These questions and their answers are the essence of classical prophetism. They are the context of Israelite prophetism in the eighth to the sixth centuries.3

Amos: Book and Prophet

The literary-critical problems are few and small. The book is substantially a unit. Some of the woes pronounced upon small neighboring states in chapters 1-2 have commonly been regarded as secondary, particularly the condemnation of Judah, 2:4-5. The superbly articulated doxologies of 4:13, 5:8-10, and 9:5-6 may be later editorial insertions. The ending of Amos, from 9: 8b, has often been regarded as an appendix on the grounds that it represents too radical a change of mood to be a part of the original unit. Now these may be good guesses, but it is important to recognize that this remains a guessing game. We do not even know how the writing first came into existence — whether by the prophet’s own hand (unlikely) or at his dictation (possible); or, with greater possibility, from a circle of prophets-disciples among whom the words of Amos were first "recorded" in memory.

The contents of Amos may be surveyed in this fashion:

1-2 A series of oracular indictments (of Damascus, Gaza, Tyre, Edom, Ammon, Moab, Judah, and Israel) climaxed in the final oracle against Israel.

3-6 The condition of Israel’s present unsatisfying, rebellious existence.

7 The three visions of locust, fire, and plumbline.

8-9 The vision of summer fruit; the pronouncement of Israel’s final and irremediable doom; and (whether secondary or not) the proclamation of hope in Israel’s future beyond the catastrophe of historical judgment.

One may interpret the astonishing phenomenon of classical Israelite prophetism in two ways. It emerges among the ancient Israelites, one may insist, as a kind of mechanical achievement wrought by the accidents of history. It is, as such, a product of Interaction between history and human genius. Now, it is a perennial problem in the life of faith that this remains a possible and credible explanation.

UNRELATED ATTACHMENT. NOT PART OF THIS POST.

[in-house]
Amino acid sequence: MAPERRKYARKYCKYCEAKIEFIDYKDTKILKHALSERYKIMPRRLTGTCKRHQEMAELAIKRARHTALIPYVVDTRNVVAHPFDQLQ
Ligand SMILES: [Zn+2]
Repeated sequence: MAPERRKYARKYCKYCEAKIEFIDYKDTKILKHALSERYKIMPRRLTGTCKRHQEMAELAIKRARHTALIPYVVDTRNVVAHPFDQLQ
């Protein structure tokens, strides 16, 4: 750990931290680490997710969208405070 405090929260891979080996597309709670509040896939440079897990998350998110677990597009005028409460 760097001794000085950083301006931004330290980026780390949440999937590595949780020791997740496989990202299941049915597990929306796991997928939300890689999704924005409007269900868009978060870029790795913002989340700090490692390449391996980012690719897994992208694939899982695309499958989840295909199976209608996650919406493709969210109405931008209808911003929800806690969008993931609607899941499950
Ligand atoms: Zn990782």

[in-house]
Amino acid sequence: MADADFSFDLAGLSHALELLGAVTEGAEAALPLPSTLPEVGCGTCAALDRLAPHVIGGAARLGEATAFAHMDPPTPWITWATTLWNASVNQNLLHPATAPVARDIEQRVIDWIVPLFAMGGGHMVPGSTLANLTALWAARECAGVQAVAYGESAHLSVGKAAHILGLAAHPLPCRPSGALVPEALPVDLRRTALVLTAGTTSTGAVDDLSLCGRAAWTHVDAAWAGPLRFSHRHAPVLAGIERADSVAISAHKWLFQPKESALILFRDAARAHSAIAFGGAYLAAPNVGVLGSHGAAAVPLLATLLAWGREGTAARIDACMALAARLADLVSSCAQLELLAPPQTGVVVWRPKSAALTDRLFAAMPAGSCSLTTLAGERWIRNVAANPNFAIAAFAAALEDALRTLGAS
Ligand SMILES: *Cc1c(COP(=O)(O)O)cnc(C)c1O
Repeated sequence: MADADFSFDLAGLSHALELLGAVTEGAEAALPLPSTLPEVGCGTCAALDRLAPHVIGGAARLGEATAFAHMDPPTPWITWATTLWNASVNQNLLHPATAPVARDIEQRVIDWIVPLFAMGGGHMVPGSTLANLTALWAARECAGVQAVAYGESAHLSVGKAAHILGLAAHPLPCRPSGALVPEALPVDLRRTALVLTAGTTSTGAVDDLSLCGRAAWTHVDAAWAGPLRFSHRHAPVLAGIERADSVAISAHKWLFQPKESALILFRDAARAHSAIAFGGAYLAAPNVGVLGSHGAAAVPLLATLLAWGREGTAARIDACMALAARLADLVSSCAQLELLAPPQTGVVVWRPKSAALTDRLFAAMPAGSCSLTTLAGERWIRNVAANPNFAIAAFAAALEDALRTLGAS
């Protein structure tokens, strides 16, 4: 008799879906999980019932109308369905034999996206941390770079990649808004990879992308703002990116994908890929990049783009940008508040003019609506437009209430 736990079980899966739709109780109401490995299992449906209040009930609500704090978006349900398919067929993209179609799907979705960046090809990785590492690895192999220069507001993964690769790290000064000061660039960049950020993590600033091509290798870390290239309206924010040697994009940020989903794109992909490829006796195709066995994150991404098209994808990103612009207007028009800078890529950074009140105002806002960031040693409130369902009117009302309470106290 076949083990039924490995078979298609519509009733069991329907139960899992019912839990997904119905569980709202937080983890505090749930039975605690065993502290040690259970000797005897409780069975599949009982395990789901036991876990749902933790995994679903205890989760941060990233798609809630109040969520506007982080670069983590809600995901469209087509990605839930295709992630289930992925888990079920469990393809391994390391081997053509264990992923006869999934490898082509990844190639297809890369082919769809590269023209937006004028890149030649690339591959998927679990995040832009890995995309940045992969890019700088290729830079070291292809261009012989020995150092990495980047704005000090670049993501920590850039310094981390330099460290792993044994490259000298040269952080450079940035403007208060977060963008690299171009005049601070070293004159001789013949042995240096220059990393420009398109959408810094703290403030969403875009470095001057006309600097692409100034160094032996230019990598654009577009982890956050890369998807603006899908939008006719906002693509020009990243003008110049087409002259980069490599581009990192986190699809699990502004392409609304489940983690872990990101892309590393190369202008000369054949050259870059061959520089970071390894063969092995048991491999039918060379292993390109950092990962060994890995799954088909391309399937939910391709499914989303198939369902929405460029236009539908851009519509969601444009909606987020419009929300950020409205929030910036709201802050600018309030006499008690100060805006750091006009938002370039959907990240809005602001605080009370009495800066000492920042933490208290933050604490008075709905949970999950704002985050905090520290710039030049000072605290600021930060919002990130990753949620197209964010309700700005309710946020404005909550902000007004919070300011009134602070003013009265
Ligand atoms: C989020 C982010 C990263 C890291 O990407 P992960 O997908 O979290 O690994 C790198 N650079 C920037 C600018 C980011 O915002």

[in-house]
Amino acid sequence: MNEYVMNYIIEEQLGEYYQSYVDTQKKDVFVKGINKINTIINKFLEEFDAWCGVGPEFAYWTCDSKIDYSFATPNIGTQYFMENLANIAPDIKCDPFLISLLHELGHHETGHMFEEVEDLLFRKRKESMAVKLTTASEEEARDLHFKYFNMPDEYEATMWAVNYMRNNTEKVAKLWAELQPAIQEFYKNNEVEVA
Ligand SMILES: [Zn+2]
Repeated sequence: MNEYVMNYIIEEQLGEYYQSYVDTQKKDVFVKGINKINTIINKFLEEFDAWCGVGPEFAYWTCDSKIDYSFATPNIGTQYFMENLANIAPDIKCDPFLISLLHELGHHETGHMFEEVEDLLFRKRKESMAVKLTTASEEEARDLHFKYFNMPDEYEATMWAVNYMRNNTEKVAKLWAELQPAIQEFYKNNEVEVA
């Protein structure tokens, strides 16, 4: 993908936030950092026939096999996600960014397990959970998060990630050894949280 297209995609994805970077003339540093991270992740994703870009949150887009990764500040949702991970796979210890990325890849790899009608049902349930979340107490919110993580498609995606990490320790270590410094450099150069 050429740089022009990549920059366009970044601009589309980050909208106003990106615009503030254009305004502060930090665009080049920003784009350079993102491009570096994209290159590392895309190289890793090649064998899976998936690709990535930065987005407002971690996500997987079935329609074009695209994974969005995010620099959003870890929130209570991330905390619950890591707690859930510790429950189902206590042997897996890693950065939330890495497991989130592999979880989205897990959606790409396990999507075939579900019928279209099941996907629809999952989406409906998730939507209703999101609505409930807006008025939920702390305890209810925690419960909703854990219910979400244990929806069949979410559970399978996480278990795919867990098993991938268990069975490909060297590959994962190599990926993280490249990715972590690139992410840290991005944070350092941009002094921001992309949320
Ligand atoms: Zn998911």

The prophets themselves would, of course, resoundingly repudiate this interpretation of prophetism. They would insist, as the Bible insists, as the life of faith continues to insist, that this epoch in Israelite history witnessed an intense series of divine-human encounters, initiated by God himself and effected by his Word. In this view the phrase, the Word of Yahweh, represents no courteous condescension to religion or piety, no innocent lie thoroughly conventionalized to mean in fact the word of man. It means the Word of God, initiated by God, irresistibly breaking into the life and work of men from Moses’ time on and with peculiar, sustained potency in the classical prophets. In all of these we cannot fail to note — whatever else is the work of the Word — the sharp, specific references to the throbbing life of contemporary human history.

If King Ahab, more than a century earlier, had characterized Elijah in the phrase, "You troubler of Israel" (I Kings 18:17), how much more fervently might Jeroboam II have thrown that epithet at Amos. Amos not only condemned the prostitution of Yahwism in Israel and unethical behavior in the king. He heartily damned the whole fabric of society; he repudiated with violence and contempt all of Israel’s life and thought and practice, including even its worship of Yahweh (e.g., 5:21-23).